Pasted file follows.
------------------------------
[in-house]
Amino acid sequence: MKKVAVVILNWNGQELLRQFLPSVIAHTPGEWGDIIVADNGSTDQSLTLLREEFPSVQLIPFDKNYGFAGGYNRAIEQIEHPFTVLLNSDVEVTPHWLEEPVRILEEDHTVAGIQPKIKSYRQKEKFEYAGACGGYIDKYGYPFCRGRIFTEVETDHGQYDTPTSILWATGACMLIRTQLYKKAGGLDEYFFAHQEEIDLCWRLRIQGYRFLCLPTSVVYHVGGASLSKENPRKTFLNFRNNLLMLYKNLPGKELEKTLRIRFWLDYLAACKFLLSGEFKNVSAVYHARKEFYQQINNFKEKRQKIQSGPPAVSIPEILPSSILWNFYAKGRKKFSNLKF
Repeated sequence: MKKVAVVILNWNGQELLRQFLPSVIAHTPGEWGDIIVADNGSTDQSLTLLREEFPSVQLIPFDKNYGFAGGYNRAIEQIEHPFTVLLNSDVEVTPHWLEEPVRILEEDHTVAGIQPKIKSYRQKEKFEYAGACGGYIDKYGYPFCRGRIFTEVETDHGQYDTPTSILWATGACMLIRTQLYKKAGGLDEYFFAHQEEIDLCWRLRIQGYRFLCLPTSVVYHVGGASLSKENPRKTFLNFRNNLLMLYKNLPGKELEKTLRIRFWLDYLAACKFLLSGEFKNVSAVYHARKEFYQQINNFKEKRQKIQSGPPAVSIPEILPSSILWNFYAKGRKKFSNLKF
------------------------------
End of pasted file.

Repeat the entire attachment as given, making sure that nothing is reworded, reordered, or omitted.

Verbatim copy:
[in-house]
Amino acid sequence: MKKVAVVILNWNGQELLRQFLPSVIAHTPGEWGDIIVADNGSTDQSLTLLREEFPSVQLIPFDKNYGFAGGYNRAIEQIEHPFTVLLNSDVEVTPHWLEEPVRILEEDHTVAGIQPKIKSYRQKEKFEYAGACGGYIDKYGYPFCRGRIFTEVETDHGQYDTPTSILWATGACMLIRTQLYKKAGGLDEYFFAHQEEIDLCWRLRIQGYRFLCLPTSVVYHVGGASLSKENPRKTFLNFRNNLLMLYKNLPGKELEKTLRIRFWLDYLAACKFLLSGEFKNVSAVYHARKEFYQQINNFKEKRQKIQSGPPAVSIPEILPSSILWNFYAKGRKKFSNLKF
Repeated sequence: MKKVAVVILNWNGQELLRQFLPSVIAHTPGEWGDIIVADNGSTDQSLTLLREEFPSVQLIPFDKNYGFAGGYNRAIEQIEHPFTVLLNSDVEVTPHWLEEPVRILEEDHTVAGIQPKIKSYRQKEKFEYAGACGGYIDKYGYPFCRGRIFTEVETDHGQYDTPTSILWATGACMLIRTQLYKKAGGLDEYFFAHQEEIDLCWRLRIQGYRFLCLPTSVVYHVGGASLSKENPRKTFLNFRNNLLMLYKNLPGKELEKTLRIRFWLDYLAACKFLLSGEFKNVSAVYHARKEFYQQINNFKEKRQKIQSGPPAVSIPEILPSSILWNFYAKGRKKFSNLKF